Celebrant Training: High Anxiety
by Paul Robinson
Paul is the voice-and-communication coach for Heart-led Ceremonies Celebrant Training. He also coaches celebrants already working or who have trained elsewhere, and other people who are interested in improving their voice and communication. You can find him at Paul Robinson Voice Coaching – Voice Coaching
High Anxiety. That’s the title of the movie that Mel Brooks produced, directed and acted the lead in many years ago. It could also describe a lot of my performance life. At that time. I lived in New Zealand, and not long afterwards, I had one of my career changes. It wasn’t an overnight thing – although, on closer inspection, you could say that it was. I’d been working as an actor for several years: on stage, radio and a bit of telly. I’d found that the more technology that was involved, the more my performance anxiety kicked in. For that reason, I gave up television work. (Or did it give up me?) It could even affect the voiceover sessions I did for radio and television commercials.
I had what seemed at the time the brilliant idea that doing some occasional presenting in music radio, because it was live and not recorded like the voiceover work, it would make doing the voiceovers seem like a walk in the park. Well, that wasn’t the case for me. In live radio you only get one shot at it. That presents its own challenges, but you don’t end up having to record multiple retakes as could happen with voiceovers. The pressures are different, so my idea didn’t work out.
But the sporadic weekend radio presenting did lead to that career change. ‘Sporadic’ suggests that the change of direction was definitely not overnight… but my first fulltime radio-presenting job was the overnight shift, five times a week! They don’t call it the graveyard shift for nothing! For months, I tried to fit a normal daytime, with a wife and two young children, around my antisocial hours. Recordings of me on the air in the middle of the night sounded like I was the living dead.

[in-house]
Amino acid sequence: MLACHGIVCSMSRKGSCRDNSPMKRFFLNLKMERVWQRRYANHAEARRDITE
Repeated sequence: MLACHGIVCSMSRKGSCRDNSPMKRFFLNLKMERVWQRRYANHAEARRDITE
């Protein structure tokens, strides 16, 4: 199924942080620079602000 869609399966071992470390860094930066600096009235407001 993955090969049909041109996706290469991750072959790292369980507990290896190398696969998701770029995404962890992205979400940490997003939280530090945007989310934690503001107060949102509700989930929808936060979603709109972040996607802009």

After six months, one of the daytime presenters moved on, and I was asked to fill in for them, with a carrot dangled that if I did well enough, I could take over permanently. For someone with a high level of performance anxiety, that wasn’t helpful. It would have been better if I’d been told that I’d just be filling in for a few days, and then I’d be reinterred into the overnights. What I find intriguing is the lack of guidance, and hardly any encouragement from management. It was a form of radio silence.
Thank goodness for the big-hearted, gentle, kind man who used to do the airborne traffic reports in the breakfast and drivetime shows. Bill Mudgway was known as the eye in the sky. He was also known for having a good word for everybody – even if some people might have thought they didn’t deserve it. So, when he came into the radio station early afternoon each day before going out to the aerodrome, saying nice things about how I was doing on air, I’d take it with a pinch of salt… well, a whole packet at first. But, white haired and smiling, he’d tell me about all the complimentary comments the pilots were making, and the other staff. I have no idea how true all this might have been, but eventually, Bill beat me into submission, and I began to believe him. My confidence rose, and the job became mine as permanently as anything ever is in radio.
A lot of us thrive with an arm around a shoulder. Sometimes a rocket up the backside can be appropriate, but I prefer the gentle approach – for myself and how I am to people I work with. Building someone up is much more likely to be successful than threatening them and pulling them to pieces. I’ve had that experience too in radio. It took me a long time to recover from it, and I know that if a gentle, constructive approach had been used, it, and I, would have been a lot more successful.
Kindness is one of the greatest attributes a person can have. Sometimes it can be rebuffed, or even regarded as a sign of weakness, but to me, it’s a perfect antidote to anxiety, which is rife in our world. And that gentle, white-haired man was kindness personified.